[George] Mason’s obvious legacy is in his contribution to America’s founding documents: the Declaration of Independence through the Virginia Declaration of Rights, the Constitution through his role at the Philadelphia Convention, and the Bill of Rights through his dogged opposition to a Constitution without one. Mason may have taken a circumscribed view of the rights he advocated — limiting the right of representation to white men or restricting freedom of the press to a ban on prior restraint — but he put words on paper that could be given more expansive meanings by later generations.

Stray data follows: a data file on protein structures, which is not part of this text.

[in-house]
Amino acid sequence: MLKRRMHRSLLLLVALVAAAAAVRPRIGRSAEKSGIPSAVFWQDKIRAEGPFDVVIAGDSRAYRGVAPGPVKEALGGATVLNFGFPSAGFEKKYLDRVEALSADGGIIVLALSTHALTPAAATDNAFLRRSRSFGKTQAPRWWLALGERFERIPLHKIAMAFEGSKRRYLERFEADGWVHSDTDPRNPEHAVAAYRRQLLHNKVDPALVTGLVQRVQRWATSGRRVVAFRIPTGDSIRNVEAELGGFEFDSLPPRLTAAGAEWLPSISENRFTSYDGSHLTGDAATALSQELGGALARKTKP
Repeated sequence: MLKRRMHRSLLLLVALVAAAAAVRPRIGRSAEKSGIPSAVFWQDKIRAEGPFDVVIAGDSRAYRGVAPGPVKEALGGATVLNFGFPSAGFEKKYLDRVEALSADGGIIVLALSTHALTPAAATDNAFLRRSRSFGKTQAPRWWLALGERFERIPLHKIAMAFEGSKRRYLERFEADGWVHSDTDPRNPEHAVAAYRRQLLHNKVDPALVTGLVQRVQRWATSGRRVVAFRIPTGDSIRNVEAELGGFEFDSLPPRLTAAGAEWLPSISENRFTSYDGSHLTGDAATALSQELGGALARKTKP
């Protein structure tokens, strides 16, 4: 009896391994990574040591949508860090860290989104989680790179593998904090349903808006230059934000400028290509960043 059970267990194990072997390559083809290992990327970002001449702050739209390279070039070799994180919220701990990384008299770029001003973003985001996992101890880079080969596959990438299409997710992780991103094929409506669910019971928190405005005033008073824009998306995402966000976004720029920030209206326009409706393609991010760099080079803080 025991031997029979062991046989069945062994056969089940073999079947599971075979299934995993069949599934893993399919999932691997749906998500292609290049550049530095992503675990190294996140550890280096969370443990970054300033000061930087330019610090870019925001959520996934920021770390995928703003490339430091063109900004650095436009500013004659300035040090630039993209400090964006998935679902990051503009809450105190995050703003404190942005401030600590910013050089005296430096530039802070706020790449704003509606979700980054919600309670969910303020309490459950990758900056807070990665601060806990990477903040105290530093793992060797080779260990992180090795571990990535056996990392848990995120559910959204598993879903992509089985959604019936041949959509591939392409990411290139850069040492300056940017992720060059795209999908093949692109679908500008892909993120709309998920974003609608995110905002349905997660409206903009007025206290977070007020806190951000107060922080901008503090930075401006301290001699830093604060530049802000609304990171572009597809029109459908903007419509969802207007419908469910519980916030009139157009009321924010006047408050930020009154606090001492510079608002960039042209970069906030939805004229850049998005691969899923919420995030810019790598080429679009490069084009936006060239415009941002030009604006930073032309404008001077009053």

Signer of the Declaration of Independence, diplomat, second President; 1735—1826.
French playwright, spy, arms dealer, revolutionary; 1732—99.
Merchant, Continental congressman, diplomat to France; 1737—89.
French admiral, unsuccessful against British fleet at Newport; 1729—94.
Philadelphia printer, writer, scientist, inventor, signer of the Declaration of Independence, diplomat to France; 1706—90.
French sculptor who sometimes created his works from life-masks; 1741—1828.
Lawyer, diplomat, Continental congressman, first Chief Justice of the Supreme Court; 1745—1829.
Lawyer, architect, drafter of the Declaration of Independence, Virginia governor, diplomat, third President, founder of the University of Virginia; 1743—1826.
French aristocrat, Continental Army officer, like a son to Washington; 1757—1834.
Diplomat to France, Continental congressman; 1740—92.
George Mason: Forgotten Founder (2006)